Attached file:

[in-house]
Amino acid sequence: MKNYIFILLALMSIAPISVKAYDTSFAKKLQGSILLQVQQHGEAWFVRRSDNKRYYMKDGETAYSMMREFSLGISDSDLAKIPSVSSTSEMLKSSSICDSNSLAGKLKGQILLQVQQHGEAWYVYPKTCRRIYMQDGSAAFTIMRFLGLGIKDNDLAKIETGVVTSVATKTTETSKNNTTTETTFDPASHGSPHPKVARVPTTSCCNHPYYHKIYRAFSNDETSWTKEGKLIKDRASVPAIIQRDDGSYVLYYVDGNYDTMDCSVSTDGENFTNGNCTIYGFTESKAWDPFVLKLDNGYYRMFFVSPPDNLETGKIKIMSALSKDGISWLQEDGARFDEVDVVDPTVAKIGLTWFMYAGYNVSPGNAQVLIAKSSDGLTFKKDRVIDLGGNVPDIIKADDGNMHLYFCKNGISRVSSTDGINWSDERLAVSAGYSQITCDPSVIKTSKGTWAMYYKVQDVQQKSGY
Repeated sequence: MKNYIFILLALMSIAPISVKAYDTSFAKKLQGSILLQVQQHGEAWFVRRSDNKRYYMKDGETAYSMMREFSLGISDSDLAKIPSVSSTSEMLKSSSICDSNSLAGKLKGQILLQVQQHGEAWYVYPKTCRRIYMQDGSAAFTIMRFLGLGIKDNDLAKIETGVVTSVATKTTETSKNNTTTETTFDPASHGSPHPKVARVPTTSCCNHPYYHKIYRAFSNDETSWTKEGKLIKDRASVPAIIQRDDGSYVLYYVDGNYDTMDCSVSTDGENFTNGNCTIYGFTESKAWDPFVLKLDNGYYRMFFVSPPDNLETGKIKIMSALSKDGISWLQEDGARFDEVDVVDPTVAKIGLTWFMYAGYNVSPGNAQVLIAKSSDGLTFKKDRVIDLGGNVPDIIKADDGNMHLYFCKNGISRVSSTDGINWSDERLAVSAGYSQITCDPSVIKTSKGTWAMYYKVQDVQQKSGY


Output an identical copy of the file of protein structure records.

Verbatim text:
[in-house]
Amino acid sequence: MKNYIFILLALMSIAPISVKAYDTSFAKKLQGSILLQVQQHGEAWFVRRSDNKRYYMKDGETAYSMMREFSLGISDSDLAKIPSVSSTSEMLKSSSICDSNSLAGKLKGQILLQVQQHGEAWYVYPKTCRRIYMQDGSAAFTIMRFLGLGIKDNDLAKIETGVVTSVATKTTETSKNNTTTETTFDPASHGSPHPKVARVPTTSCCNHPYYHKIYRAFSNDETSWTKEGKLIKDRASVPAIIQRDDGSYVLYYVDGNYDTMDCSVSTDGENFTNGNCTIYGFTESKAWDPFVLKLDNGYYRMFFVSPPDNLETGKIKIMSALSKDGISWLQEDGARFDEVDVVDPTVAKIGLTWFMYAGYNVSPGNAQVLIAKSSDGLTFKKDRVIDLGGNVPDIIKADDGNMHLYFCKNGISRVSSTDGINWSDERLAVSAGYSQITCDPSVIKTSKGTWAMYYKVQDVQQKSGY
Repeated sequence: MKNYIFILLALMSIAPISVKAYDTSFAKKLQGSILLQVQQHGEAWFVRRSDNKRYYMKDGETAYSMMREFSLGISDSDLAKIPSVSSTSEMLKSSSICDSNSLAGKLKGQILLQVQQHGEAWYVYPKTCRRIYMQDGSAAFTIMRFLGLGIKDNDLAKIETGVVTSVATKTTETSKNNTTTETTFDPASHGSPHPKVARVPTTSCCNHPYYHKIYRAFSNDETSWTKEGKLIKDRASVPAIIQRDDGSYVLYYVDGNYDTMDCSVSTDGENFTNGNCTIYGFTESKAWDPFVLKLDNGYYRMFFVSPPDNLETGKIKIMSALSKDGISWLQEDGARFDEVDVVDPTVAKIGLTWFMYAGYNVSPGNAQVLIAKSSDGLTFKKDRVIDLGGNVPDIIKADDGNMHLYFCKNGISRVSSTDGINWSDERLAVSAGYSQITCDPSVIKTSKGTWAMYYKVQDVQQKSGY